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Martin Stockley: CPRE infrastructure lecture 2016

Martin Stockley, deputy chair, HS2 Independent Design Panel - speaking at CPRE's NIC lecture on 6 December 2016 in response to Phil Graham, Chief Executive, National Infrastructure Commission.

One thing that’s very encouraging is where we’ve got to. I read Ian Martin the very entertaining writer’s note this morning where he reported that in 2006 he was given either 3 months or 10 years to live, and here he is 10 years later reminding us that twitter didn’t exist in 2006, there was no such thing and that really quite shocked me. He also listed a series of other things that didn’t exist then (as well as many that did). The point is that 10 years ago getting design onto the government’s agenda was still a battle. There were various design panels going but it was a battle and I think one thing we need to tick off is this is a great leap forward to find that straight away something like HS2 has a dedicated design review panel, that the NIC has Sadie Morgan on the commission as a commissioner and not just somebody tagged on at the end. So that’s a good step forward and I think all that Phil has said this afternoon I really welcome (as the others have said).

I’m going to address initially some of the points Phil made. One of them is, yes, we should be looking at needs of infrastructure, but we also need to look at opportunities. If all we ever do is look at our needs, life is quite a dull place. If you provide for needs essentially you provide for a functional life. Personally I want a life that’s more than functional. I can cope with a bit of dysfunction if life is joyous. We need to look for joyous opportunity in what we do and then make sure it’s at least around 85% functional if we can. That’s the kind of world I want to live in: a highly joyous and a medium-to-high-functional one.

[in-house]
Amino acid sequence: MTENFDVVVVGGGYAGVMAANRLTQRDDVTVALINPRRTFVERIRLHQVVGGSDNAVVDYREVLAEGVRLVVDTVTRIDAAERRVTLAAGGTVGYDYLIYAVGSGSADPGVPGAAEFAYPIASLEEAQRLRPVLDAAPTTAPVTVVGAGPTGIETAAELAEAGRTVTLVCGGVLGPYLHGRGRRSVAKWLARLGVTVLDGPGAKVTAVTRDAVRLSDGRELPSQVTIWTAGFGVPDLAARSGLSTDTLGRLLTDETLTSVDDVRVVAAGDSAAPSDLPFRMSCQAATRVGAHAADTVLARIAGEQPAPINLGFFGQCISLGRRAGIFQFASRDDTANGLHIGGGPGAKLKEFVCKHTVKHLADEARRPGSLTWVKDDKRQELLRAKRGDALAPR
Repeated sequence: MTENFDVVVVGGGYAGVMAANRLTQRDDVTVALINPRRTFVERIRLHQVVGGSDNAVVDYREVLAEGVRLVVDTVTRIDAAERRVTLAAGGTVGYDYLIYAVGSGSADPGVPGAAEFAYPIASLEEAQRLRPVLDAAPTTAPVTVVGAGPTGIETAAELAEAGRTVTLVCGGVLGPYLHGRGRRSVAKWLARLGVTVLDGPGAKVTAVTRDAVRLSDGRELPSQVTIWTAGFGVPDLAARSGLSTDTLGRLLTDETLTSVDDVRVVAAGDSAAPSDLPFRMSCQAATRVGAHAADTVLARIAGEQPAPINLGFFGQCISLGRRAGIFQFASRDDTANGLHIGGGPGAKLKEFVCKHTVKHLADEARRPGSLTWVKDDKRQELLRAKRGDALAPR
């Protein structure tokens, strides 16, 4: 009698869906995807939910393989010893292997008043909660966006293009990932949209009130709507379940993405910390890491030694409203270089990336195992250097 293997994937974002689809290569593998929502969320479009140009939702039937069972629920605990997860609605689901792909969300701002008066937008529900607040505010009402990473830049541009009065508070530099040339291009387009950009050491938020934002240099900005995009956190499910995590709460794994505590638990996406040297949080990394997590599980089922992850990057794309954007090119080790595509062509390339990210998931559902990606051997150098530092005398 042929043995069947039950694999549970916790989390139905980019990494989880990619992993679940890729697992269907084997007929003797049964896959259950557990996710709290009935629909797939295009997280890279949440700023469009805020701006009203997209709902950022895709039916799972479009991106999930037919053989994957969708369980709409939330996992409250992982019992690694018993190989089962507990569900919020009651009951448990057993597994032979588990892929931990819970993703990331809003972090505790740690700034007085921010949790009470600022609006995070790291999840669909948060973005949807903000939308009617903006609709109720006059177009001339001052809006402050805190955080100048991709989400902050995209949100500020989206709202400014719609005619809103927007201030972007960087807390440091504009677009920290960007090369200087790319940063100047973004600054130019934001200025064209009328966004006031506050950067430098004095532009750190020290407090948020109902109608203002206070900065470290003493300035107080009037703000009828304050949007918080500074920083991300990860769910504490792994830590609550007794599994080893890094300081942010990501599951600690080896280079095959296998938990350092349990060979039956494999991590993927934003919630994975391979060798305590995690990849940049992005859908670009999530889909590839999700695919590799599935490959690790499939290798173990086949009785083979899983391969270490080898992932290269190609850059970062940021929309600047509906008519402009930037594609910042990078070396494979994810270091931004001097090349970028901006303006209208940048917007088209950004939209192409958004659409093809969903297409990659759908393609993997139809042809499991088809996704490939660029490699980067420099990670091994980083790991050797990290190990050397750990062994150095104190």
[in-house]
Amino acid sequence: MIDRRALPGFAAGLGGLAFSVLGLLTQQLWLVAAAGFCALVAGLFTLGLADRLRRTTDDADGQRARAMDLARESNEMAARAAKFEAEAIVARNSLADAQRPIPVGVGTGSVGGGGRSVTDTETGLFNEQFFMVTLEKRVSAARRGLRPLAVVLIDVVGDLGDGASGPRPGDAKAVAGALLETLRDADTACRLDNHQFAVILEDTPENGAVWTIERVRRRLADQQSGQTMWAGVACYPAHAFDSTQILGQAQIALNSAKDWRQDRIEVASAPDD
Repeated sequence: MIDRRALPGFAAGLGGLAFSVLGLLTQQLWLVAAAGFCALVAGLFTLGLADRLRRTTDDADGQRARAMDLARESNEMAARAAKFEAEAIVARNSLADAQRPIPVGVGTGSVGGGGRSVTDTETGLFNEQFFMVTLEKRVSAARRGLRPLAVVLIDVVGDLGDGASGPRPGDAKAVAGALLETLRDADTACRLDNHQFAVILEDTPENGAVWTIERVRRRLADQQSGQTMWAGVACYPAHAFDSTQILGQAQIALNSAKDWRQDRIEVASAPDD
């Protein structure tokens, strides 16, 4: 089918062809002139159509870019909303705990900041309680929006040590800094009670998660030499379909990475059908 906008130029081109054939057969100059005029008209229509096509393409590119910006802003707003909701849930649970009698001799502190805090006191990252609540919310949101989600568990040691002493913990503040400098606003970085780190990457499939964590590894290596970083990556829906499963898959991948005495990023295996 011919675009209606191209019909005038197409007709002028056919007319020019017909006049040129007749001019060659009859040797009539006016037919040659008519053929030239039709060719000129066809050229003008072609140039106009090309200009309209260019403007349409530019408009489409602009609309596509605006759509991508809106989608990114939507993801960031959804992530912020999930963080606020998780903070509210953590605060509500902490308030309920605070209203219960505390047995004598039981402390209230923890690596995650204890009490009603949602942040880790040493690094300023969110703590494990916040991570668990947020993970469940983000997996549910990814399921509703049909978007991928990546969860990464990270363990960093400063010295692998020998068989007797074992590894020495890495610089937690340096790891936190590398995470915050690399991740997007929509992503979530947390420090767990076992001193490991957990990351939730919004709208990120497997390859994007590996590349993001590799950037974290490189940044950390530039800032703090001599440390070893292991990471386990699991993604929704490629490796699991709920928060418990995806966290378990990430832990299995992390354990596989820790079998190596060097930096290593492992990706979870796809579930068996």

We need to think about how we speak and this ties in with things Deborah was saying. It sounds like a kind of engineering pedantry but the words we use to talk about these things are very informing of either our conscious prejudices or our deep subconscious ones. So I’m going to be mean to Phil now and say that a lot of the words he used were worlds like ‘protect’, ‘maintain’, ‘preserve’, ‘the impact of’ – these are all what I call 'mitigation speak'. This is the kind of thing you say to somebody when you’re about to damage them. If a doctor uses those words he’s not about to tell you you’re really in good health.

With infrastructure we decide to make it, it’s ours, it’s the public’s. It’s not the government’s or local authorities’, it’s ours. They’re just an agency that deliver these things for us. How we decide on them is very critical, then once we decide to make them we should get on and do them not apologetically, but in a celebratory way and look for the joy in the process. What the hell is life worth if every day we get up and plod through the functional arrangements of moving forward?